Cassie Tysarczyk | JWOS Contributor
Rachel Garcia’s #00 jersey number has occupied millions of television, camera, and phone screens in recent days. Rightfully so, as the 2-time National Player of the Year is showing out in the WCWS, hitting a monstrous walk-off homer in extras and recording twenty-nine strikeouts in as many innings. Behind each of those strikeouts and every pitch thrown in Oklahoma City sits her longtime catcher, Paige Halstead.
Halstead’s role is a unique one. She has only recorded at bats in 34 of the Bruins’ 61 matchups this season, only hitting for herself when pitchers Megan Faraimo and Holly Azevedo are throwing. With a designated player in the lineup, and Rachel Garcia hitting for herself, Halstead frequents the No. 10 lineup spot when Garcia is in the circle. For a game full of home runs and gaudy offensive numbers, a defense-specific catcher is a thankless job. Yet, the senior has anchored down the Bruin defense and her role as the 3-time All-American’s battery mate.
The Rancho Cucamonga native is phenomenal behind the dish. This season, she’s made a single error in more than 300 chances and leads the defense in fielding percentage at .997. Considering Halstead’s glove touches the ball just about every play, such a defensive showing is remarkable. For an athlete so good at her job, you’d think she’d have been at it for years. Yet it took some time in the game to find her true calling – she took up catching as a junior in high school.
“I started off as a shortstop… My dad and brothers, Ryan and Josh, really persuaded me to get into catching. I felt like it was more natural for me. I really looked up to Ryan Babineau, he really helped me.” Halstead noted watching Babineau, an All-American catcher at UCLA from 2006-2008, who was drafted by the Arizona Diamondbacks in 2008.
At any level of the game, a vocal catcher is crucial. Halstead has made a routine out of making sure hers are calm and comfortable, so the sport’s biggest stage is no sweat. “It’s unreal, seeing everybody come together, especially in the biggest of moments. We don’t make anything bigger than it is.” The veteran’s energy is unmatched, often stepping out from the catcher’s box in between pitches to communicate with the infield. Halstead’s liveliness comes from a love of playing the game. “I’m just out there enjoying every moment and every second, especially now, being a senior.”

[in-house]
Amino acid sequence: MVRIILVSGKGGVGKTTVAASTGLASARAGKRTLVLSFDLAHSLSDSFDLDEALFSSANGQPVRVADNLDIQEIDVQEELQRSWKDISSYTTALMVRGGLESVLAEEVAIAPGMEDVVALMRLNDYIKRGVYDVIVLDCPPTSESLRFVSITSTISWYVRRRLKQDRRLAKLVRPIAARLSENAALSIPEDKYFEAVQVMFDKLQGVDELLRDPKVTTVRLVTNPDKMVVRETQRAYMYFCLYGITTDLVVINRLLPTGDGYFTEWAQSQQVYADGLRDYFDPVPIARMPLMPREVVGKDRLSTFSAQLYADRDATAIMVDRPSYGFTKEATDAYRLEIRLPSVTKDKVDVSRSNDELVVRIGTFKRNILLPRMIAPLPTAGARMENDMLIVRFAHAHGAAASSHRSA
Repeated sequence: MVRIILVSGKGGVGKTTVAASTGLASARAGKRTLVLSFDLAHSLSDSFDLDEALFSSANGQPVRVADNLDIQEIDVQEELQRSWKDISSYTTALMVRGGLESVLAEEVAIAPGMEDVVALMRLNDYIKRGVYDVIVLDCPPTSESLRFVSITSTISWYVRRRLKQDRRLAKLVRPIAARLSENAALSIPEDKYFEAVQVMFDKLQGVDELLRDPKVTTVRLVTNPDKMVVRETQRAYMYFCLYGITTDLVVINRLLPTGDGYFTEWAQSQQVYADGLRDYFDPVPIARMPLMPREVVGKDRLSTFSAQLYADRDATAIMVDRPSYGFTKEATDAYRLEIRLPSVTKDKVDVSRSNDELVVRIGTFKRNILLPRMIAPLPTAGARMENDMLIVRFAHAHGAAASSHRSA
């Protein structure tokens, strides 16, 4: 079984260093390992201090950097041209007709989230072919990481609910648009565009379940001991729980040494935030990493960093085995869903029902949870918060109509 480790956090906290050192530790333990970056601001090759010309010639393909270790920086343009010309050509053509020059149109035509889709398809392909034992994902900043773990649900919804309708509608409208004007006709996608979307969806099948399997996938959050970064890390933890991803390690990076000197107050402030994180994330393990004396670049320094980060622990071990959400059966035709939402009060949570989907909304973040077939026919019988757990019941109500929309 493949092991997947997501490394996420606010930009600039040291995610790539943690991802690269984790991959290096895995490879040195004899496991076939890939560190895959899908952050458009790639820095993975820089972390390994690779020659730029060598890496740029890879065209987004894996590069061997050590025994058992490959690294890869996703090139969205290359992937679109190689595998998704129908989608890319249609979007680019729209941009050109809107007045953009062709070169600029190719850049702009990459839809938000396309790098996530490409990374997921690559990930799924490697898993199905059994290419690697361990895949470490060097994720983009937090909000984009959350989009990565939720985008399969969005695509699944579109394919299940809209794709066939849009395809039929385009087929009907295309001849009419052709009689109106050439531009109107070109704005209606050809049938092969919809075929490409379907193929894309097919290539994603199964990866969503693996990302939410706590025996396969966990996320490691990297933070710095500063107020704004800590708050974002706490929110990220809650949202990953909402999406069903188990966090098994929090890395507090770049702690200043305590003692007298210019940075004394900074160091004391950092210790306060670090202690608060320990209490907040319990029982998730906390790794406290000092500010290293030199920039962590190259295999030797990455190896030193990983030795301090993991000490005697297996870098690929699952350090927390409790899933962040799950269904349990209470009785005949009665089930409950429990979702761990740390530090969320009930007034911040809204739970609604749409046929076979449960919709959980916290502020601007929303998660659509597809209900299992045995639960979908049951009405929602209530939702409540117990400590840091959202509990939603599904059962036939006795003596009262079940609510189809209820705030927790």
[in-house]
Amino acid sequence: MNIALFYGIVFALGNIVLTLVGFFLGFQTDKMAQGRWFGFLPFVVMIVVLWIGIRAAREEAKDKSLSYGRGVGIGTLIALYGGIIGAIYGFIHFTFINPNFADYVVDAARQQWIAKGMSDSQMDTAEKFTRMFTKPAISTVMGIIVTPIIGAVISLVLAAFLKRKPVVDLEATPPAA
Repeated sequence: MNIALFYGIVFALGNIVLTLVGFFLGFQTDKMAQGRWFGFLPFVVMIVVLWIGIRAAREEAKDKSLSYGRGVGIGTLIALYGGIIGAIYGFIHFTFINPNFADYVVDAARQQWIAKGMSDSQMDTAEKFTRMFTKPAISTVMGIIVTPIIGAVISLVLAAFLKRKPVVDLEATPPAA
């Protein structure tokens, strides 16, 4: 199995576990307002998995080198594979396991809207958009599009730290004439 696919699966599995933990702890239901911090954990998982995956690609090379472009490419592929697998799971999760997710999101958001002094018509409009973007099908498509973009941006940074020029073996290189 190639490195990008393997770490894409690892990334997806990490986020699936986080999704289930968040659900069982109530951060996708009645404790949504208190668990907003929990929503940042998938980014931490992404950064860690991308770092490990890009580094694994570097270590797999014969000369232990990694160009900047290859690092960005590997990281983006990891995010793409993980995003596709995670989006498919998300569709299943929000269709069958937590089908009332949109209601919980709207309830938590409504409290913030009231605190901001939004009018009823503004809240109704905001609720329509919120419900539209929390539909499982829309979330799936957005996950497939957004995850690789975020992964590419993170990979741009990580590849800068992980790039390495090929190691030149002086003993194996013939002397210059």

For a Pac-12 stalwart with a roster full of talent in recent years, this go-around looks a bit different in more ways than one. For the first time since 2010, UCLA has reached the Championship Final. The players attribute the team’s camaraderie and culture to their success, along with enhanced performances on both sides of the ball, but a behind-the-scenes change early in the season opened a window of opportunity for the Bruins’ pitching to become the force we see today.
Head coach Kelly Inouye-Perez met with Garcia at the end of the 2018 season, as the two agreed the rising junior would need to develop a pitch lower in the zone to complement her rise and curve. “With that, I wanted [Rachel] fully committed to it. I had her calling her own games… It’s a craft, a skill, to be able to call games,” Inouye-Perez said. When a critical moment arises, Inouye-Perez and pitching coach Lisa Fernandez allow Garcia and Halstead to take the reins.
Inouye-Perez was Fernandez’s catcher when the pair donned the Bruin blue, so both coaches understand the importance of the athletes trusting what pitch is called. Garcia and Halstead combine scouting reports, their high game IQ, and an innate feel of the game to guide their pitch calling. “They are studying, we’re communicating in between every pitch,” Inouye-Perez added. “There’s times we say ‘remember what we studied, there’s a plan in place and execute it.’… They’re working together as a unit, the pitchers, catchers, and [Fernandez].”
The great softball minds of Garcia, Halstead, Fernandez, and Inouye-Perez have combined for countless wins. All four converged this season and created a process that makes UCLA’s pitch calling unpredictable. Halstead could not be more pleased that the plan created months ago has come to fruition in Oklahoma City.
“Coach Lisa works so well with Rachel, they have the same mindset, and we all respect her so much,” Halstead said. “It’s really a group effort… Rachel and I are always on the same page. It’s kind of hard not to be when we have the rhythm of the game flowing like that. I think it comes along with experience, as well. I think we both earned it.”
On the cusp of their 12th national title, the Bruins are rolling. All eyes are on the long ball, the big strikeout, and Garcia. The cameras won’t follow Halstead around, and Holly Rowe will likely interview one of her teammates postgame, should the Bruins add another victory in the win column. Even so, the senior couldn’t care less. Her coaches and teammates know how imperative Halstead’s role is, as her character and humility shine through her energy on the dirt.
“I’m just out there enjoying every moment,” Halstead said. “It’s a privilege to play in this spotlight, on this field, with this team.”